As much as we love them, it’s hard to deny that most every game in the Zelda franchise follows a highly formulaic structure. Start off in a small, cozy village, something bad happens, get a sword, collect three major items, a plot twist happens, collect a few more items, final dungeon, Ganon, game over. Usually the boss fights at the end of the dungeon require the item you just found to complete. The slingshot is ignored as soon as Link gets the Hero’s Bow. I’m not being critical, of course–after all, it’s the Zelda formula that holds up the games we all know and love–but we have to accept that innovation is required in the franchise to ensure that it avoids stagnation, and apparently Zelda series producer Eiji Aonuma agrees.
In the most recent Nintendo Direct, Aonuma announced that the team working on Zelda Wii U was considering a non-linear dungeon structure and some sort of multi-player feature. Freelancer Brett Phipps has had his own say on IGN, suggesting that Zelda Wii U could learn a trick or two from From Software’s Dark Souls, the open-world spiritual successor to 2009’s PS3 exclusive Demon’s Souls. What features of the notoriously difficult RPG does Phipps think that the upcoming Zelda title should appropriate? Hit the jump to find out!
Phipps picks out three core components of the Souls formula that Zelda Wii U could pick up. Firstly, the “innovative multiplayer” in Dark Souls. The multiplayer featured in Souls unobtrusively benefits the single-player campaign rather than stand out as an independent game mode. Bloodstains on the ground signify that another player has died at that point in the world, and the player can touch the bloodstain to watch the means of their death in order to try and avoid succumbing to the same fate. Dark Souls also allows players to leave messages for others, as hints, warnings, and even secrets. Phipps points out that Miiverse is a perfect platform on which to base this sort of indiscreet multiplayer. In his words:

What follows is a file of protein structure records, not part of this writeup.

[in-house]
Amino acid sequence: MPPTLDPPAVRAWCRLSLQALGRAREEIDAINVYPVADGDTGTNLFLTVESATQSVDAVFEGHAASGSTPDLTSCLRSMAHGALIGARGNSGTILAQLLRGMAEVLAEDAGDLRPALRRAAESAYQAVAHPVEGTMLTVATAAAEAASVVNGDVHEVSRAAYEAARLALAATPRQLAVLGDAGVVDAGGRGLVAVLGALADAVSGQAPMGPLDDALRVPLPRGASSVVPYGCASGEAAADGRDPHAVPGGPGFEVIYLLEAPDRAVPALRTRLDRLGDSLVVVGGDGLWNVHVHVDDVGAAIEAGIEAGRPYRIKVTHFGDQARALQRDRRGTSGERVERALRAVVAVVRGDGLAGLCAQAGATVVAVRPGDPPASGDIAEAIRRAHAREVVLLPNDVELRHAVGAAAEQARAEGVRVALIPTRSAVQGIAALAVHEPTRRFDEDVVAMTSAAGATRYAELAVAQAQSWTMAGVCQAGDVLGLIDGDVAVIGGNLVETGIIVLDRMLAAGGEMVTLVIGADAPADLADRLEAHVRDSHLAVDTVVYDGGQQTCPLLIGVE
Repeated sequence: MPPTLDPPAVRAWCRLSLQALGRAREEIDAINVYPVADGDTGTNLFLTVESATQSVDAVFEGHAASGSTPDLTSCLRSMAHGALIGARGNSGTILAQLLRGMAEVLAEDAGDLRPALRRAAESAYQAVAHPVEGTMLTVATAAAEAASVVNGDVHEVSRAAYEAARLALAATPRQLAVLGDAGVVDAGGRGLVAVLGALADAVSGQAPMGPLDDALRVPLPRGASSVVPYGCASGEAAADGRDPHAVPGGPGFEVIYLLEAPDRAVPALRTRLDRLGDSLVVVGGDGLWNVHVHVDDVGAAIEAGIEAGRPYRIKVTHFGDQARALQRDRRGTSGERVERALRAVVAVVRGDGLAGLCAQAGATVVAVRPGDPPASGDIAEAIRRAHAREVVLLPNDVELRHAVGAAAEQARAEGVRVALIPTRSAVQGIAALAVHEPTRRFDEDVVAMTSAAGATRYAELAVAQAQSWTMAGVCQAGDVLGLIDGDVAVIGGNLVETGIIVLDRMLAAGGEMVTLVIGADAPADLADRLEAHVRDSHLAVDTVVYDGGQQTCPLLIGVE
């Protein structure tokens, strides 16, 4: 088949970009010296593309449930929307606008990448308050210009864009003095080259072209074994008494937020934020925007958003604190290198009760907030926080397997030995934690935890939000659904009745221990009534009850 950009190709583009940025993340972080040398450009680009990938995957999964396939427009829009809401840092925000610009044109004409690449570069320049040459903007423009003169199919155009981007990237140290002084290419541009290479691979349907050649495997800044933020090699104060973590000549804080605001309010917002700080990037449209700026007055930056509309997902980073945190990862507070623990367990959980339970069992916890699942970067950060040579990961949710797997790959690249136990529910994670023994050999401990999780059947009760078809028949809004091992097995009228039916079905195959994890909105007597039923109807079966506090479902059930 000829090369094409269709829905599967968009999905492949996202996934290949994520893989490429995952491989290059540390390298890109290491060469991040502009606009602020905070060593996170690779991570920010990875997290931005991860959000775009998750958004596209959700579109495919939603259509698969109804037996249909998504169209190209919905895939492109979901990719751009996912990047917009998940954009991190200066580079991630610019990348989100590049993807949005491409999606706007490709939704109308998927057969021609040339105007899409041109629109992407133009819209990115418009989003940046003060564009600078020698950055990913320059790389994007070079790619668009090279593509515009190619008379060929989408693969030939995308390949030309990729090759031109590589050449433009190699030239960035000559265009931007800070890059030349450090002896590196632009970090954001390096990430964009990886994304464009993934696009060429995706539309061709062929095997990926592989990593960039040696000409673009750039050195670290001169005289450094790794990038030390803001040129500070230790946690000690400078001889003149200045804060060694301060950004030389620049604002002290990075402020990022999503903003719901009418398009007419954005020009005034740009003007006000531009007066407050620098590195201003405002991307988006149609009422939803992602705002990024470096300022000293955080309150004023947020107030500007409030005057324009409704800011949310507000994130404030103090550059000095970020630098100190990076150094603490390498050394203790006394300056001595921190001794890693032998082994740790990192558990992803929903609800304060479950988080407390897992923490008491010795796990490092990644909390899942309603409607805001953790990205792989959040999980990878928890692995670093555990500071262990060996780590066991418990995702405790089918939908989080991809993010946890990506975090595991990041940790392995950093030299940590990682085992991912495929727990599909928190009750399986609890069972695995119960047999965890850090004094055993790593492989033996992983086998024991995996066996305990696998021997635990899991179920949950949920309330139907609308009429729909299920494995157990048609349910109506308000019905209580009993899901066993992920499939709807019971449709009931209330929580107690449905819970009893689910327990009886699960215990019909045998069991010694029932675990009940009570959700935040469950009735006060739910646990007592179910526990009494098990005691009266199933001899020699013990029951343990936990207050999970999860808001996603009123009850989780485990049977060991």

“Imagine a Zelda where, instead of ‘HEY! Listen!’, you could look at the notes left throughout the landscape by other players through Miiverse. A simple touch of the GamePad’s screen could bring up whatever hint or clue has been left to alert you to whatever peril has befallen them in their journey.”
Phipps’ second point also involves the potential multiplayer aspect of Zelda Wii U. In Dark Souls, if you are stuck on a section, you can summon another player into your game to help you, but doing so has an inherent risk that the player you summon kills you and steals your stuff. While Phipps is sure to clarify that he doesn’t think this sort of feature would be totally suited to a Zelda game, he notes that a boss in Demon’s Souls, Old Monk, is actually controlled by another human player, and suggests that maybe Zelda replicate this idea with another player controlling a boss such as Shadow Link. He also mentions the possibility that some puzzles need more than one player to complete, so you’d be required to invite other players to help you out.
Finally, Phipps compares Dark Souls’ incredibly open world setup to the original Legend of Zelda, and questions why the next Zelda game can’t go one step past a non-sequential dungeon order, even suggesting that items apart from rupees and pieces of heart be available out side of dungeons such as the Cane of Byrna in A Link To The Past.
Let’s not forget that the Souls series is known for its brutality, of course, and Zelda is never going to come anywhere near Souls levels of difficulty. But both Demon’s Souls and its successor Dark Souls are also known for their innovation, as anyone who has played them will confirm, and Phipps makes a great argument for why the Zelda series should adapt some of what has made From Software’s series so successful.
What do you think? Should the team behind Zelda Wii U stick to what the series has been doing well, or should they look to shake up the formula? Do you think the ideas from Dark Souls would fit into a Zelda game? Let us know in the comments!